His eyes widened and he stared at me for a long moment before bursting out laughing.
“What is so bloody funny?” I demanded, crossing my arms and leaning back in the kitchen chair. He snorted through his laughter and I snickered before I could stop myself.
“I think you just complimented me,” he said through his chortles. I immediately stopped laughing and stared at him. He was right.
My eyes widened and I shook my head.
“What?” I asked, stalling for time.
“You basically said I was a good cook,” he laughed. It was eerily pleasant to know that he was laughing at something I had said rather than laughing at me directly. It was almost warm.
“And shite at Potions,” I repeated, trying to put the comment back into perspective. “Did you miss that part? Besides... complimenting you on a Muggle skill is still, essentially, an insult from me.”
Potter laughed harder and shook his head before taking a deep breath to calm himself down.
“Right, Malfoy,” he said, disbelieving. “Whatever you say.”
Still, conversation from that point on eased somewhat.
“You know, I think they hate you more than they hate Greyback,” Potter concluded aloud one day, after examining the thing he called a ‘cooler’ that sat in my window. It was a damning conclusion and the mention of Greyback caused an unconscious shudder to pass through me. I still had nightmares about him in particular. “They must have actually tried to find a flat this bad. They gave you a broken cooler set permanently to maximum. Merlin, it’s colder in the bloody flat than it is outside.” He shook his head and frowned at the offending machine. What confused me was that Potter seemed genuinely shocked and appalled at the idea that the Ministry had dropped me into this Muggle prison, furnished with broken devices and less-than-livable conditions.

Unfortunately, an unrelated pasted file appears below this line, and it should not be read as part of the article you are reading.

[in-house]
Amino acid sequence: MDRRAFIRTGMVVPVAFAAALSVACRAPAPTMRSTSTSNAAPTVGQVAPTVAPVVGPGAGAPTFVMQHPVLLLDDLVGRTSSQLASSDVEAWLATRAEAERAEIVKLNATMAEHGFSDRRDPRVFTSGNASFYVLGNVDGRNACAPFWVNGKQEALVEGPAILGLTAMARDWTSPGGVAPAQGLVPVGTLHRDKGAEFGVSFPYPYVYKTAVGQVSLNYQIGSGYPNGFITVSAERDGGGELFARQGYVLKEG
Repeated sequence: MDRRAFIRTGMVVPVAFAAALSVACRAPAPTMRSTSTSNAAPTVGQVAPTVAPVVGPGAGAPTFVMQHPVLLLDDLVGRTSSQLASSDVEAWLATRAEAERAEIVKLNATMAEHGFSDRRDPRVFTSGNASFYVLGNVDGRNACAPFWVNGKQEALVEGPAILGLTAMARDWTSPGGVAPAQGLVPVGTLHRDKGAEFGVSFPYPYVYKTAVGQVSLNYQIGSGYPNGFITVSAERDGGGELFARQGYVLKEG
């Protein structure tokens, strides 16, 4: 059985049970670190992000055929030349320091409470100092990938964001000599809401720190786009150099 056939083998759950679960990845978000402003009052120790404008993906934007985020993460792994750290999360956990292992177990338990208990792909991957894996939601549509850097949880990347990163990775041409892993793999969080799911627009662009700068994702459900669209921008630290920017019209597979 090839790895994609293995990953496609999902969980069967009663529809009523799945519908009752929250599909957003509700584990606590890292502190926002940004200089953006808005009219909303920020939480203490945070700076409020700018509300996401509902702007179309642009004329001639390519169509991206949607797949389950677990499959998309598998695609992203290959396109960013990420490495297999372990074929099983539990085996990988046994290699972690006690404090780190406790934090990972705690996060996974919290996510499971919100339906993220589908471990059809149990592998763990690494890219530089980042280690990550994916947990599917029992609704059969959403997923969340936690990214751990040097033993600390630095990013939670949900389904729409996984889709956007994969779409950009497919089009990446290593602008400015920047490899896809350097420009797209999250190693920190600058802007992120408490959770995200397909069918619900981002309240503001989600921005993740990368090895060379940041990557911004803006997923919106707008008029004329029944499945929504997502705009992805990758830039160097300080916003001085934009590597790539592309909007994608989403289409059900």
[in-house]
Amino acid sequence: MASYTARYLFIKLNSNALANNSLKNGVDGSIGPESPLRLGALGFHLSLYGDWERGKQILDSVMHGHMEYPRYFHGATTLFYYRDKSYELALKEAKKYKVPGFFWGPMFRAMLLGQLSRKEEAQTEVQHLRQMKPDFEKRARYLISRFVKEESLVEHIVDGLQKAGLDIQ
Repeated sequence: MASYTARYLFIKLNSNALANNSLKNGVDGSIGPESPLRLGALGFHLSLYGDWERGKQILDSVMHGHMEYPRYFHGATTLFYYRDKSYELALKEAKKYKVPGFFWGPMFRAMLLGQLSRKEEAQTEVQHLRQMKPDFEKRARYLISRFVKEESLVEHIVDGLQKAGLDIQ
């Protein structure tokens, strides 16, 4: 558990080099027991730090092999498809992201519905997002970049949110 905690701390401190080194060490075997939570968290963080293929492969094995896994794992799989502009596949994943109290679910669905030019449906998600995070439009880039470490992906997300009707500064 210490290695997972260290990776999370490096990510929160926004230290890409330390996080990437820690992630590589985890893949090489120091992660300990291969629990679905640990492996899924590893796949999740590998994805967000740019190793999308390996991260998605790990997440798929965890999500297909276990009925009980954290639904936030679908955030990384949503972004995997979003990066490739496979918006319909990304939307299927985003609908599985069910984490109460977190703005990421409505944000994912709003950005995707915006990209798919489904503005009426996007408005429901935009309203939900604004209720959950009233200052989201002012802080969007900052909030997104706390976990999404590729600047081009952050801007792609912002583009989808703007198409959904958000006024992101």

Maybe it offended his fundamental Gryffindor principles.
“We’ve been over this, Potter,” I told him, rubbing little circles against my temples. “It’s the Ministry. This should hardly come as a shock.”
He spun around and made a desperate gesture.
“This is the kind of thing the old Ministry would have done,” he answered, baffled. I sat back against the weak sofa and waited for his rant to pass. “The one run by Crouch and Fudge, before the second war. But Bluefield was supposed to be better than that. She was supposed do away with the corruption of the Ministry and the unreasonable treatment of criminals who appeared before the Wizengamot. She was supposed to take action to make sure no one like Voldemort ever tried to rise to power again.”
I started, my eyes narrow and my brows furrowed at his words. Was he suggesting that I was somehow akin to the Dark Lord? Of course he must have no qualms with thinking of me as a criminal, deserving of punishment and forever marked as a convict. Of course, he would.
I’m nothing but Death Eater scum, right?
“Is that why you’re doing this, Potter?” I snapped sharply. “Because you’re afraid I’ll become hardened by my punishment and try to take revenge on the Ministry and your precious friends?” I laughed humourlessly. “Want to treat me alright so I don’t come after one of you later? Are you doing this for everyone else who was assigned a ‘less severe sentence’ too?”
Potter turned abruptly and glared at me.
“You know that’s not what I meant, Draco,” he said sharply and probably before thinking. The anger faded almost as quickly as it came and surprise showed on my face. His eyes widened slightly, probably aware of what he had done but he pressed on as though it hadn’t happened. “For god’s sake, they put you in a bloody icebox with no hot running water and barely enough money to survive for two weeks let alone a month!” He took a deep breath, ran his fingers through his hair and closed his eyes. “I’m saying that no one should be treated like this. This is cruel and unusual punishment for a pureblood who grew up without any contact with Muggles. It’s like forcing a domesticated, declawed cat to live in the wild and fend for itself.”